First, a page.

Home > DCS News > An Open Letter to Delaware Christian School Athletic Fans

An Open Letter to Delaware Christian School Athletic Fans

Posted 12/13/12

Dear Fan,

“I have been young and now am old….” May the biblical poet forgive me for mercilessly ripping his line from its context, but that is my starting place. I need a license for what I am about to propose.

For over 25 years I have observed with great delight the evolution of athletics at DCS. I have seen volleyball played on the school parking lot, varsity basketball practice held in the “commons,” and soccer played on turf unsafe for livestock. We have struggled through seasons led by coaches whose primary expertise was a deep care for the students and a determination not to let them down.

We stand on the shoulders of student-athletes who endured humiliating losses, hand-me-down uniforms, lack of students available to complete a team, and coaching turnover. Our heritage is rich with determination, dedication and sacrifice. Thank you all.

My age and exposure to DCS sports may be enough, but I pile on the fact that I observed this history from the vantage point of teacher, athletic director, varsity basketball, soccer, volleyball coach, parent, grandparent and FAN. There may not be a fan alive that has experience the “thrill of victory and the agony of defeat” as often as I.

What I have seen…

We have in our stands some of the grandest fans around. They are positive in their interaction with players, coaches, officials, and other fans. They bring class to the experience, and respect for the name that we bear. To them I say, “Keep it up!”

We have students whose enthusiasm for their mates is loud, relentless, head scratching, colorful, creative, and obnoxious. To them I say, “Ramp it up!”

In a recent contest which ended in a resounding defeat, one lone player separated from his disappointed teammates to go to the opposing bench and congratulate the team on their victory. On another occasion a player, caught up in a bodies-flying collision, stoops to help an opponent up from the floor. And often a team postpones celebration long enough to invite a opposing team to join in prayer after a major victory. To them I say, “Pick it up!”

Two old coaches who have been rivals for more campaigns than either will admit, embrace and share updates of families, athletes, and schools. To them I say, “Love it up!”

A basketball official petitions the athletic director for the privilege of doing games at DCS, since the atmosphere was so enjoyable, and the people so hospitable, (free sandwich and drink!) and, oh yes, he had contact with a group of officials who wanted to be assigned as well. To them I say, “Sign us up!”

The list could go on, but there is this…”I have seen” a referee retreat to the gym following a middle school game with an irate DCS mother in pursuit, asking to be escorted to the AD office. In a later conversation she advised that she would not be doing our games again.

And this…officials stop a basketball game and ask the coach to subdue a negative fan so the game can go on, and that, at an away game. To those fans I say, (I can’t go there in writing.)

What I know…

We ask our students to do the nearly impossible task of playing a sport at a high level of intensity, enthusiasm, and under enormous pressure from opponents, coaches, and fan expectation. They are called upon to wear the name and reputation of Jesus Christ boldly and accurately. We expect them to regard the contest as a learning experience where their testimonies are tested and displayed for all to see.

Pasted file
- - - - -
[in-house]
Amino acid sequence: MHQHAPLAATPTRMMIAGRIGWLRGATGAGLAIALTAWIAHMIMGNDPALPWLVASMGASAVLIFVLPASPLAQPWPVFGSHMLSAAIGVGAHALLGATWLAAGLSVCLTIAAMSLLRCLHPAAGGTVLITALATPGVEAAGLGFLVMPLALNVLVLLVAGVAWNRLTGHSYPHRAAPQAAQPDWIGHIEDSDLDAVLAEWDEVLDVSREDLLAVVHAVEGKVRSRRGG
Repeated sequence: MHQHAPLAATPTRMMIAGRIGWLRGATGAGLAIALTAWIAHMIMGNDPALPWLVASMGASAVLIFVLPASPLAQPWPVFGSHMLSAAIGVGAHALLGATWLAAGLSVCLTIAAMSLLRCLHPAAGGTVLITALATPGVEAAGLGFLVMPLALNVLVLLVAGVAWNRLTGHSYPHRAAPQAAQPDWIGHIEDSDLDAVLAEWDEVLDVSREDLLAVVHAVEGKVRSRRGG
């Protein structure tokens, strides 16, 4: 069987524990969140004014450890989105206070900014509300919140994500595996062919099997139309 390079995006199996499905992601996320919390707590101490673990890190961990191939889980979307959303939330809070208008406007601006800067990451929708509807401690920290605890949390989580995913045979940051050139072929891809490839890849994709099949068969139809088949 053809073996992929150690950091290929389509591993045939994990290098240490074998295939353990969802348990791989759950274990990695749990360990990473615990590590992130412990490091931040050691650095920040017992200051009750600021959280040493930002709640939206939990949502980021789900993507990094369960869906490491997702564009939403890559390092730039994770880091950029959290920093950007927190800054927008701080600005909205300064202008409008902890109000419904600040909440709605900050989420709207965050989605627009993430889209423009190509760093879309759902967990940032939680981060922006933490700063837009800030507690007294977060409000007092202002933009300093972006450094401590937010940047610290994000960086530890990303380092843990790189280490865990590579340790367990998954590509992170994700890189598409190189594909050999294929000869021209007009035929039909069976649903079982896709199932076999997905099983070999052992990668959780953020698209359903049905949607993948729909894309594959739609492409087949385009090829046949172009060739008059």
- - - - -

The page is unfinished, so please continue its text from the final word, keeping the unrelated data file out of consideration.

It is an edgy proposition. Within milliseconds an action or, reaction, can seriously tarnish the name of Jesus, or, enhance his reputation for all to observe. That is the way it ought to be and the way life is done.

I simply ask this, that the fans help the players in this gargantuan endeavor. Criticism is contagious, and so is encouragement. The choice is yours.

I also know…officials make bad calls. Fans don’t change calls. (Don’t ask me how I know this, but one year while coaching BB a group of students gave me a referee shirt with the words, “Bench Referee” on the back. Just sayin’.) Injustice is part of life. Change it when you can. Accept it when you can’t. That is also, how life is done.

Officials miss calls. Really. Four to six eyes in a flurry of 12 bodies in a forty-by-forty area don’t compare with the hundreds of eyes from the vantage point of the stands.

Officials generally don’t lose games. Red Auerbach once said, “The problem with referees is that they don’t care who wins.” When a referee “loses a game,” it is headline news because it is so rare. Turnovers lose games. Serving errors lose games. Defensive lapses lose games. A litany of team, coach and player malfunctions lose games. Officials don’t care.

And I know this…parents and grandparents are not objective observers. Acknowledge the fact. Embrace the fact. Rather than become a loud voice decrying injustice committed against our genes, and their teammates, we must channel that volume and energy to encourage, build up, and energize “junior.”

The future of DCS sports is exciting. As a fan of your student, and teacher at DCS, I would like to see DCS become the epitome of athletic excellence. I would also like to see DCS become the epitome of fan excellence, an achievement acquired by raucously loud cheering, promoting the players, and elevating the name of Christ.

Final word…by writing this, I have become a target. I know. That is where I live life. Your students see my strengths and failures, and watch for them. They also see yours. Not only are the players on display, so are we. Let’s not disappoint. Advance the name. Enhance the name. But let’s never disgrace the name.

Blessings All, and Go Big Red!

Steve Hovda